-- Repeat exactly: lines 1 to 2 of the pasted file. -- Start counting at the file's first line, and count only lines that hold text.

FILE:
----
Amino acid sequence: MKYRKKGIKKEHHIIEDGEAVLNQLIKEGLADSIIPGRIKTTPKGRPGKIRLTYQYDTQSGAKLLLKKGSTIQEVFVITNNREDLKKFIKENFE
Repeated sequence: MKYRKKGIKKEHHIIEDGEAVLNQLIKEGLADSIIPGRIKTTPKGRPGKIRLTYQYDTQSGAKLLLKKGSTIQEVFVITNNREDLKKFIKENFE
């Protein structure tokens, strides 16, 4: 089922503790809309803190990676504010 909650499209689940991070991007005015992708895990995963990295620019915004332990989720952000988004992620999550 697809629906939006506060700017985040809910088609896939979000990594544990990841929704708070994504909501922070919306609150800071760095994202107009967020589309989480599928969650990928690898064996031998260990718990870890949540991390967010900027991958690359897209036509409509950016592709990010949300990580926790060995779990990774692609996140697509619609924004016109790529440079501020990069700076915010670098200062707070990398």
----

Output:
Amino acid sequence: MKYRKKGIKKEHHIIEDGEAVLNQLIKEGLADSIIPGRIKTTPKGRPGKIRLTYQYDTQSGAKLLLKKGSTIQEVFVITNNREDLKKFIKENFE
Repeated sequence: MKYRKKGIKKEHHIIEDGEAVLNQLIKEGLADSIIPGRIKTTPKGRPGKIRLTYQYDTQSGAKLLLKKGSTIQEVFVITNNREDLKKFIKENFE